With these changes, many people earning capital gains or donating securities could find they owe much more tax in 2024 than if they had made the same filing in 2023.

If I pay AMT, is there a chance to recuperate those taxes?

Yes. The “good news” about the AMT is that it acts as an anti-deferral tax, which means it is refundable to the taxpayer in the next seven years as a credit against regular income tax. So, if you had to pay the AMT in one year, you might structure your compensation or investment income in a way that you could have a very high rate of income within the next seven years to recuperate as much AMT paid as possible. Often, high-income individuals have a certain amount of control over the types of income they receive, such as an extra bonus or salary from a corporation they control (which would help to “soak up” any AMT paid).

I have a charitable legacy gift to St. Michael’s Foundation as part of my will. Will AMT affect this planned donation?

That is wonderful. And no, the AMT will not affect charitable donations included in your will because it is not applicable in the year of death.

From a Canadian tax perspective, the year of death is very important because that is when we have a deemed realization of gain on all assets that are not left to a spouse. Many people choose to make very large donations as part of their will—both to leave a legacy, as well as to offset some of the income tax that may otherwise hit the year of death. Importantly, the AMT changes don’t affect this.

How will the changes to AMT affect my charitable giving using flow-through shares?

The use of flow-through shares has been a very important feature in the Canadian giving landscape, where it effectively lowers the cost of giving—or seen from the other perspective, it allows donors to magnify the size and impact of their donation.

When I have clients who are using flow-through shares to make personal gifts, I often look at the AMT as a goalpost, to determine how much flow-through can be used before the AMT becomes higher than the standard tax calculation.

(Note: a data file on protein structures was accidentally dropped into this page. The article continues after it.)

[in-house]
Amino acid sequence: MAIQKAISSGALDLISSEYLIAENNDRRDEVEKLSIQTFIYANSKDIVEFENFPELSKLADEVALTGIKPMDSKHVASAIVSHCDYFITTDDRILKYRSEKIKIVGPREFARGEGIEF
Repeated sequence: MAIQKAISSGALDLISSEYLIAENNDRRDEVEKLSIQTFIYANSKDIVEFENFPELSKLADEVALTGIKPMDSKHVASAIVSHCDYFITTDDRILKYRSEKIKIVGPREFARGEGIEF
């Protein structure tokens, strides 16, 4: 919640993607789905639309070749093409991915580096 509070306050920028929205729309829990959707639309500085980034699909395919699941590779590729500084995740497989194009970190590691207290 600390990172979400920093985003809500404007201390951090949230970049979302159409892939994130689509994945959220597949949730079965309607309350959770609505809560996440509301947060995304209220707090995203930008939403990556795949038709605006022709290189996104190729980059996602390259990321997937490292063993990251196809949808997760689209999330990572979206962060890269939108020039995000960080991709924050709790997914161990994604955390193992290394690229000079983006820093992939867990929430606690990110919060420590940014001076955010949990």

The new rules will effectively narrow the end zone for personal giving—reducing the amount of flow-through shares that can be personally donated before the AMT kicks in.

For now, donations of flow-through shares made by corporations should not be affected by the new AMT rules, and may still be a very attractive way to make a donation.

How can you reduce being caught off guard by the AMT, and owing unexpected taxes?

In the short term, if you’re planning to make a large donation or realize a large capital gain—you may want to try to do so in 2023, before the new rules come into effect. You might also want to make payments this year on any charitable pledges you’ve made. But you will also want to have enough income this year to soak up the full tax benefit of the donations in 2023.

Another thing to consider would be to roll personally held investments into a corporation on a tax-deferred basis in 2023 (prior to the future sale of the investment). While there is a slightly higher overall tax rate associated with having a capital gain at the corporate level versus at the personal level, this will likely be lower than the taxes incurred if AMT would apply on the personal capital gain.

As of 2024, one way to avoid being surprised by the AMT is to offset any large amounts of charitable giving with increased taxable income—for example, through retirement fund withdrawals. This is also something you can do in subsequent years if you end up paying AMT, as you have seven years to recuperate those taxes. Of course, by pulling money out of your retirement fund earlier than intended you will be paying income tax sooner than you would have otherwise, so it isn’t straightforward.

If you think you might be affected by the new rules, I strongly recommend discussing your plans and options in depth with your tax and wealth advisor, and considering how the upcoming AMT changes could affect your finances and philanthropic goals.

Who should I contact at St. Michael’s Foundation about my charitable giving?

Ashley Downey, Associate Vice-President, Major and Leadership Gifts, and Justyna Jonca, Associate Vice-President, Transformational and Principal Gifts, at the Foundation, will be pleased to speak with you about your philanthropic support.

Donate to St. Michael's Foundation.